KIRKLAND LAKE – Kirkland Lake is delving into new strategies for engaging residents in community beautification and anti-littering efforts.

The municipality is going to hold a public survey to identify key areas that residents want included in potential annual community beautification and anti-littering projects. The survey is part of a motion unanimously supported by Kirkland Lake council at its June 4 meeting.

Staff is also looking at incentives for people to follow the property and community standards bylaws, creating an annual schedule for beautification efforts, and pitching branding and bylaws to make sure the community is welcoming and aesthetically pleasing.

“Although I don’t use the term town beautification, because to me that implies flowers on every post, the second biggest concern I get voiced to me as a councillor is derelict buildings and trash in yards,” said Coun. Rick Owen. “It is an issue and people are asking for things to be done.”

The motion notes that a “vibrant and prosperous community” is one of the priorities in the corporate strategic plan for 2024-26.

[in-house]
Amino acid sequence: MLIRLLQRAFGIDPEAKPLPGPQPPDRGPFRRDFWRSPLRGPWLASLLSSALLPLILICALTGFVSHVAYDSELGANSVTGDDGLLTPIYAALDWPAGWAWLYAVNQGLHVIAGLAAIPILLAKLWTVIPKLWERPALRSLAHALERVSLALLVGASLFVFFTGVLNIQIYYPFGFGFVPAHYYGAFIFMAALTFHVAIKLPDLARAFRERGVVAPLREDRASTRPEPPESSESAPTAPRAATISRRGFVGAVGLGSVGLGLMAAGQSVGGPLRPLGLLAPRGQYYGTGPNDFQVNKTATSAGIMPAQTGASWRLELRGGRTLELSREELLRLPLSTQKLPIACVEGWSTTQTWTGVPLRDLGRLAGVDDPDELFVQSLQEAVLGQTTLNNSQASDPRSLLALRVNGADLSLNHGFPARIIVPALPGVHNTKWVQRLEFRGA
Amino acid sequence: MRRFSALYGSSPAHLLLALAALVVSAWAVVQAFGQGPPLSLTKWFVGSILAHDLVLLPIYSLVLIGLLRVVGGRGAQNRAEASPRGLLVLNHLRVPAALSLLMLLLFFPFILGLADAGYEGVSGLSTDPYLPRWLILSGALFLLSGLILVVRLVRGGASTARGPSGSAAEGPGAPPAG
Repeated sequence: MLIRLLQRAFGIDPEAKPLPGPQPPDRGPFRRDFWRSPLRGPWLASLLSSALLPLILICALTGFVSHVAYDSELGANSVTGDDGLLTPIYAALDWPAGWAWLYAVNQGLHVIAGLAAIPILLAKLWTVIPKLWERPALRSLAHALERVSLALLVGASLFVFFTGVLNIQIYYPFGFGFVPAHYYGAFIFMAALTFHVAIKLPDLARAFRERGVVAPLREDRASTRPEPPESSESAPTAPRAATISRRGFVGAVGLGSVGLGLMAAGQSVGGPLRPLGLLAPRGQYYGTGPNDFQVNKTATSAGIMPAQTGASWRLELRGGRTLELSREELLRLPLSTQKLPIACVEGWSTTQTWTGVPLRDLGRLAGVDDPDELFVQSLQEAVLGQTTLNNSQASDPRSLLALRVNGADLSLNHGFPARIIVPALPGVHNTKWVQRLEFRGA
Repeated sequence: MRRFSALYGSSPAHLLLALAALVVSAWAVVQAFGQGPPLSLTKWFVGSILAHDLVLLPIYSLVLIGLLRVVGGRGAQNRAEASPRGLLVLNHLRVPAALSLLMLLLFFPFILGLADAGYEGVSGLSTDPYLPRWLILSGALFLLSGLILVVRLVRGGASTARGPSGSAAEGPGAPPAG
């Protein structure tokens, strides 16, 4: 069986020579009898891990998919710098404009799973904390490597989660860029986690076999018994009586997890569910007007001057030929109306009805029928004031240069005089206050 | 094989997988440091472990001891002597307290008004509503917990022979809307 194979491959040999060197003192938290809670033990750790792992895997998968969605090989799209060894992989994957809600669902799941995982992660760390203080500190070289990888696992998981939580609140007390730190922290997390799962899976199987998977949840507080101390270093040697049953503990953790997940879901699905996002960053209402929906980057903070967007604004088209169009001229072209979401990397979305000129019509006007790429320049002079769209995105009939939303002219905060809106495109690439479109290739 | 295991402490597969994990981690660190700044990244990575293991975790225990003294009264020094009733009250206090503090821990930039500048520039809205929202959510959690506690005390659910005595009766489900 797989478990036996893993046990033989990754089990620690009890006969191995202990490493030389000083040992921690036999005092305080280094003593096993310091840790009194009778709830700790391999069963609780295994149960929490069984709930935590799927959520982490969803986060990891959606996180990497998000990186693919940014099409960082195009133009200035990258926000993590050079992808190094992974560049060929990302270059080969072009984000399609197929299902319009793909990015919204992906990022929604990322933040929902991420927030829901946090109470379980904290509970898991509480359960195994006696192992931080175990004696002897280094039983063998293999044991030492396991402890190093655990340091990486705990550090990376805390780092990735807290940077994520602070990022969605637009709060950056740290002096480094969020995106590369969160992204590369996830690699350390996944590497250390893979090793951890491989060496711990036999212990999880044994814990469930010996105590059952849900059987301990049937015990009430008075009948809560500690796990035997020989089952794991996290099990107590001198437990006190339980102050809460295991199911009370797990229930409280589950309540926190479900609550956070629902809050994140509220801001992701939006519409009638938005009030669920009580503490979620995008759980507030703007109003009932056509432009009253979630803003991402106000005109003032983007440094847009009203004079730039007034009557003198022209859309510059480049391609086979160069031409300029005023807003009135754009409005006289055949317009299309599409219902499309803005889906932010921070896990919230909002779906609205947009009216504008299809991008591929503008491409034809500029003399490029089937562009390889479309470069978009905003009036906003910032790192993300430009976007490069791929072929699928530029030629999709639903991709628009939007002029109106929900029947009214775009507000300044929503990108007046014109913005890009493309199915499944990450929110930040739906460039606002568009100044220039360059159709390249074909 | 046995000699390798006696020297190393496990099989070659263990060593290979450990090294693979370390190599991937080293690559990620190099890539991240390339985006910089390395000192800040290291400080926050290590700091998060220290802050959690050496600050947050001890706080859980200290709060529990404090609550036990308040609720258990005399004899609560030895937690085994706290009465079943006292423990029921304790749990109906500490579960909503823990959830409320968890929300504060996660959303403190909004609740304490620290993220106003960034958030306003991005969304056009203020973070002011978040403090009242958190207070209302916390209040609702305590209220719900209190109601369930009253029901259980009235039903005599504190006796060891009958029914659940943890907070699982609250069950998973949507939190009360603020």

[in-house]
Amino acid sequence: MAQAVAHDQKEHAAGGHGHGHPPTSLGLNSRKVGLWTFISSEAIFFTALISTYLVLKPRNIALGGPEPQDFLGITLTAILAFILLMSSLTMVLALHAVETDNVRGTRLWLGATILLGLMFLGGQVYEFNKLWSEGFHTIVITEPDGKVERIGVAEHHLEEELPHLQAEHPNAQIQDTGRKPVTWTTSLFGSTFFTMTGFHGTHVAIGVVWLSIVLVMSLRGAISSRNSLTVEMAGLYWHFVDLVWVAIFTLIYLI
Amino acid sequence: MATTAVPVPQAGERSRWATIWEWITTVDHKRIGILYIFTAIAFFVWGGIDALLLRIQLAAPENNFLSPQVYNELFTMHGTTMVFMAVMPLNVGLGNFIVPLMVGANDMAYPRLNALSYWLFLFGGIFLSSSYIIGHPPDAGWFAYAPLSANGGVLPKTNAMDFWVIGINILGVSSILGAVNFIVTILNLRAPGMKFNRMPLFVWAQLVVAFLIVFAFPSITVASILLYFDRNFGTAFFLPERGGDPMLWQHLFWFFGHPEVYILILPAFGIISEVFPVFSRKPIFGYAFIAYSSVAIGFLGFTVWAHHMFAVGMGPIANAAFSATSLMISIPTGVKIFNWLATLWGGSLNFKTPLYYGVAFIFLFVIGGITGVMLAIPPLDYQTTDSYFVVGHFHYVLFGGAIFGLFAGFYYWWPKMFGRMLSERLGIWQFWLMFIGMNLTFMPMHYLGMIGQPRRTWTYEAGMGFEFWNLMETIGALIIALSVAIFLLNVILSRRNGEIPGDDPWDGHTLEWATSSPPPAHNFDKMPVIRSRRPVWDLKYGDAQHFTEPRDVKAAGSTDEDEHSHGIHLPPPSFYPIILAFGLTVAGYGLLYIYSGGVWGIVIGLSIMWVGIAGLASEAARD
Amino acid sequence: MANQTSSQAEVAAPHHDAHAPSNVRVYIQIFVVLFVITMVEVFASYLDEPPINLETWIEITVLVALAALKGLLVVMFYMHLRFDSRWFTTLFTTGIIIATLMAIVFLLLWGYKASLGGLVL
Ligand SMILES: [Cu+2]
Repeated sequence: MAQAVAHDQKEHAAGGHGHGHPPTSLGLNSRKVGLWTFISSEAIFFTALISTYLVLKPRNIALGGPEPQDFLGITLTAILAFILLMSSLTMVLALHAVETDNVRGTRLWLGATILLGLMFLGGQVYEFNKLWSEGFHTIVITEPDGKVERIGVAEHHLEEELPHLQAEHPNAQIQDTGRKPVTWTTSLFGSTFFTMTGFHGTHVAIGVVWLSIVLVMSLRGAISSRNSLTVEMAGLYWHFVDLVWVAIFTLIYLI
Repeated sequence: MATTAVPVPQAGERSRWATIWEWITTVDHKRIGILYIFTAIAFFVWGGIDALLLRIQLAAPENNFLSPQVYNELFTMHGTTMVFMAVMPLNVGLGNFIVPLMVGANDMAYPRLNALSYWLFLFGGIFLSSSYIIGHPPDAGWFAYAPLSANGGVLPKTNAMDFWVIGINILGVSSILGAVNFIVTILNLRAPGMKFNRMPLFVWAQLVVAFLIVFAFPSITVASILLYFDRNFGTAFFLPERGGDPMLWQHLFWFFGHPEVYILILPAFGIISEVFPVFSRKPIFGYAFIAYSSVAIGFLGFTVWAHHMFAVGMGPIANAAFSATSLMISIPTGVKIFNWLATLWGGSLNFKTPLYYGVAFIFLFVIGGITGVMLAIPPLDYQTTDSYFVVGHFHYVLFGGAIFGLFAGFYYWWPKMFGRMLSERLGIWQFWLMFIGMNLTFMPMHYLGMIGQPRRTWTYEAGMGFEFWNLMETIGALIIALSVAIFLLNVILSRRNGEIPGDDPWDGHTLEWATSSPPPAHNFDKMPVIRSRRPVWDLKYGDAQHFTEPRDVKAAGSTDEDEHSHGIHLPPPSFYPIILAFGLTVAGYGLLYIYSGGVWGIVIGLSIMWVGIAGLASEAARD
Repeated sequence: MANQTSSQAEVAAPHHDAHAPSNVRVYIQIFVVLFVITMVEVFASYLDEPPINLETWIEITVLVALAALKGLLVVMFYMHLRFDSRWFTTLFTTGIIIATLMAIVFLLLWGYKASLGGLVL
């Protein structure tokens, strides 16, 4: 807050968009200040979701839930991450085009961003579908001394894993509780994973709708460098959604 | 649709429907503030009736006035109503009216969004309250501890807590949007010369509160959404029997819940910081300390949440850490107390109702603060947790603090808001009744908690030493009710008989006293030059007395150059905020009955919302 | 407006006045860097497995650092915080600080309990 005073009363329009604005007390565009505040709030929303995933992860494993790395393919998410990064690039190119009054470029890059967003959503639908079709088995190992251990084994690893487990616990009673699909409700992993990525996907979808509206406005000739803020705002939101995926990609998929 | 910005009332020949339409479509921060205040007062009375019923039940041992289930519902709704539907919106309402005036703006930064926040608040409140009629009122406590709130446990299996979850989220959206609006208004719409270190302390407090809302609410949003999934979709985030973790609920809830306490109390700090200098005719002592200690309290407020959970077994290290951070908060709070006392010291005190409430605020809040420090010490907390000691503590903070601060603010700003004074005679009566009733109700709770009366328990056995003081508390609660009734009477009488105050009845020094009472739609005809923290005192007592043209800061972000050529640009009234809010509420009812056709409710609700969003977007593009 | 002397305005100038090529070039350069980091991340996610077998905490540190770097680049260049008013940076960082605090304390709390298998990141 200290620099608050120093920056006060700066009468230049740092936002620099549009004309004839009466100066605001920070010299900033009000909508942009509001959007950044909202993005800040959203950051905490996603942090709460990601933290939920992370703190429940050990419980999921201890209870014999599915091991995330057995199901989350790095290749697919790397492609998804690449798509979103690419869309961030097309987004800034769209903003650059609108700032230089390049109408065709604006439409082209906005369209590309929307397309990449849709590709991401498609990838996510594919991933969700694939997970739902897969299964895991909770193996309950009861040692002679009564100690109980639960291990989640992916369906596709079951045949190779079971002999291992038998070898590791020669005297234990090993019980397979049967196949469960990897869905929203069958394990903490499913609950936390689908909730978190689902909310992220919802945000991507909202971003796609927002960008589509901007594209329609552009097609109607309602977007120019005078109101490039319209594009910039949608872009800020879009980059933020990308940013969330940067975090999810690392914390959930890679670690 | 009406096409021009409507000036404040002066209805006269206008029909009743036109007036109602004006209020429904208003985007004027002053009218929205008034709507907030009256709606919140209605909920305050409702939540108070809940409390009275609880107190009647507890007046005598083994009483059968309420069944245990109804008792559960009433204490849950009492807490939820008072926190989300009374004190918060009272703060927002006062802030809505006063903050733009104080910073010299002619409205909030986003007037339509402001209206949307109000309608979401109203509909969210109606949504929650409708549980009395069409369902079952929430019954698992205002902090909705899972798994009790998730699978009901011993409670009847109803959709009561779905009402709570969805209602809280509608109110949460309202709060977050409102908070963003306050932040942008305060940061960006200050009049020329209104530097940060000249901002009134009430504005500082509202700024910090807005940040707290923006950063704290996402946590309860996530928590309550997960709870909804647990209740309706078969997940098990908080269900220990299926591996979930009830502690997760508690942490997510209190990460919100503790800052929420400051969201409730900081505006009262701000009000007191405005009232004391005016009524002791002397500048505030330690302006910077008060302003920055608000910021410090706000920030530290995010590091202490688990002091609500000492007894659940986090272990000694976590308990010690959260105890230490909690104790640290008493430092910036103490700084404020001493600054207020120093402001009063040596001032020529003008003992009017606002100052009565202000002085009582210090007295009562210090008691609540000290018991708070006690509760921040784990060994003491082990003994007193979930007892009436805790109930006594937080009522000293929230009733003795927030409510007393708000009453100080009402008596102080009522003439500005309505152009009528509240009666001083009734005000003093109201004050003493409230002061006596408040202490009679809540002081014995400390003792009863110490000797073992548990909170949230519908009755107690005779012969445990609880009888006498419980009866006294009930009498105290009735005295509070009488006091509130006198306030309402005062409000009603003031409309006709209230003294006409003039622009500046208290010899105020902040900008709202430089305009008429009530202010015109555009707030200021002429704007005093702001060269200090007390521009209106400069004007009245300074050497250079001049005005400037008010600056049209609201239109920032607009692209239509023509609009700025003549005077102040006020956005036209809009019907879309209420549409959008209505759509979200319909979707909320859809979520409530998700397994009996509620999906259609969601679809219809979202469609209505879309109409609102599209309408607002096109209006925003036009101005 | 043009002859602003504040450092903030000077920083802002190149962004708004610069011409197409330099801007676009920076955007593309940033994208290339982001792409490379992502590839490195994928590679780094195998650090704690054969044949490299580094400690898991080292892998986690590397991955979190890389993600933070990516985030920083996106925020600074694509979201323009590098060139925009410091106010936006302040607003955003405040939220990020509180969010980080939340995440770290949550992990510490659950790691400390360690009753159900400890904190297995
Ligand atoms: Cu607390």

For beautification, staff is looking at what’s done to spruce up the community. The efforts include changing municipal banners, flowers in the downtown core, culvert/catchment basin clearing, lawn mowing and municipal participation in community-led clean-up initiatives.

“There has been increase in community call for beautification and upkeep in our community. So many people are wanting to give their time and volunteer hours to ensure Kirkland Lake is welcoming and aesthetically pleasing,” Wight said.

“I think it may be time for the municipality itself to investigate ways we can support our community members and volunteer groups and this motion will provide the first steps in that endeavour.”

There are a number of reasons why it’s important that the community look more presentable, Owen said.

“There’s one area of town that I drive by, I noticed they had been given notice to clean their yard up. It’s not perfect, but it’s a lot better than it was,” he said.

“We want to attract people here. We want to track business here. We’ve got to present a nice situation. And if we can get rid of a lot of the trash, I think it will give a positive image.”

By Marissa Lentz, Local Journalism Initiative

Original Published on Jun 06, 2024 at 11:33

This item reprinted with permission from   Timmins, Ontario

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